Talk:Camera Lucida (book)
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Would it be possible to add citations, particularly "both works have been much criticised since the 1990."photophosphor 20:32, 30 April 2007 (UTC)
The criticism blurb that was in this article was hardly notable and in fact, quite trivial, considering the significance of Roland Barthes' book. I've moved it below for discussion if people would like to weigh in on the matter.—DMCer™ 09:49, 26 May 2009 (UTC)
James Elkins criticizes Roland Barthes's understanding of photography because of Barthes’ belief in photography as domestic, vernacular, poetic, subjective, and nostalgic. He judges Barthes’ pain as insincere and superficial, further writing that Barthes’ memory is exceedingly theoretical and out of touch with reality. Elkins alternatively proposes that photography should force the viewer to contemplate the pain and boredom of life and viewing, resulting in a "visual desperation," i.e. what Elkins labels as "camera dolorosa." He advocates photography that emphasises inhumanity and boredom, forcing the viewer to examine what he or she does not want to see.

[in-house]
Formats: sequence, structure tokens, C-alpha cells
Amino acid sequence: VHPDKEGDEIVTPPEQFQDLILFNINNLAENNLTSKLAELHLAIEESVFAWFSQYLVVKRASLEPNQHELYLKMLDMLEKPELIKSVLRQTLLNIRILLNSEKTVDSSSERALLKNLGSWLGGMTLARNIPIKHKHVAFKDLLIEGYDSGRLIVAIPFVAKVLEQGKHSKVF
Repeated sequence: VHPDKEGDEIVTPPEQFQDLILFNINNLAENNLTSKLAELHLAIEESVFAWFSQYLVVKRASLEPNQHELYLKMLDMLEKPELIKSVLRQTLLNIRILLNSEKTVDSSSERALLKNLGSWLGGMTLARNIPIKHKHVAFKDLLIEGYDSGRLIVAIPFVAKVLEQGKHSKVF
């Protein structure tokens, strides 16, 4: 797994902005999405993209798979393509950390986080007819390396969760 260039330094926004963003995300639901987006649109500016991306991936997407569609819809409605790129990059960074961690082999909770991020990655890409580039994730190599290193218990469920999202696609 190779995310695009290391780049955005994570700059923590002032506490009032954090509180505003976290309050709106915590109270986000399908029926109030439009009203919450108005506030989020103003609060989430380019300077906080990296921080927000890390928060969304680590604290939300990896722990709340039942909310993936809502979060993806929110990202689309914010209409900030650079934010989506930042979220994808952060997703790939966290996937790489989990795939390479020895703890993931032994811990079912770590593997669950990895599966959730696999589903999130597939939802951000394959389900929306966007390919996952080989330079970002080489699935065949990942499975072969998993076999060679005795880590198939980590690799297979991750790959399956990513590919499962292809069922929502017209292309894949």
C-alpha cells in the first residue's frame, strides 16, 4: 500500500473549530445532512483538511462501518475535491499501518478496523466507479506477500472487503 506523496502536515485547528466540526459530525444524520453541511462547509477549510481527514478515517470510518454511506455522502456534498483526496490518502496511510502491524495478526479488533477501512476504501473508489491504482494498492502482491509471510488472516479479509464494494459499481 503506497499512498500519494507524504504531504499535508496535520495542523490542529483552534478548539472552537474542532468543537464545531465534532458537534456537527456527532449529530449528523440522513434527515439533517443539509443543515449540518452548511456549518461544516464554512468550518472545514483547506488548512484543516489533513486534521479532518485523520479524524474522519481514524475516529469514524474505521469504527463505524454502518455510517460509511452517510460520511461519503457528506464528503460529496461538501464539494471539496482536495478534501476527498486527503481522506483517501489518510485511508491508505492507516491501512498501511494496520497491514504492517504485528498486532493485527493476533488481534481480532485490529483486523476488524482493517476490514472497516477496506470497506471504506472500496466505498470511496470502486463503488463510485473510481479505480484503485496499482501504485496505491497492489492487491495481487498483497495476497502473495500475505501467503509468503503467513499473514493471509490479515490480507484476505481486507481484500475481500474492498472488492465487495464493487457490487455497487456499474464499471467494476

REFERENCE: Elkins, James "Camera Dolorosa" in History of Photography, vol. 31, no. 1, (Spring 2007) pp. 22-30.
- I included this section because I believe it adds another perspective to the text. Certainly, James Elkins is significant in the field of photography, and the History of Photography is a peer reviewed journal, so when Elkins says the Barthes’ ideas are out of touch with reality, I think that is fairly significant statement. What do others think?--Ducio1234 (talk) 13:30, 26 May 2009 (UTC)
This page needs to be updated to include a reference to the newly published book Photography Degree Zero Reflections on Roland Barthes's Camera Lucida, Edited by the notable photography scholar Geoffrey Batchen (MIT Press 2009).
Publication or death?
So which is it?
"Published posthumously in 1980, Camera Lucida is Barthes's first and only book devoted to photography"
"Barthes died in an automobile accident soon after the publication of Camera Lucida"
- Elkins, 22-30.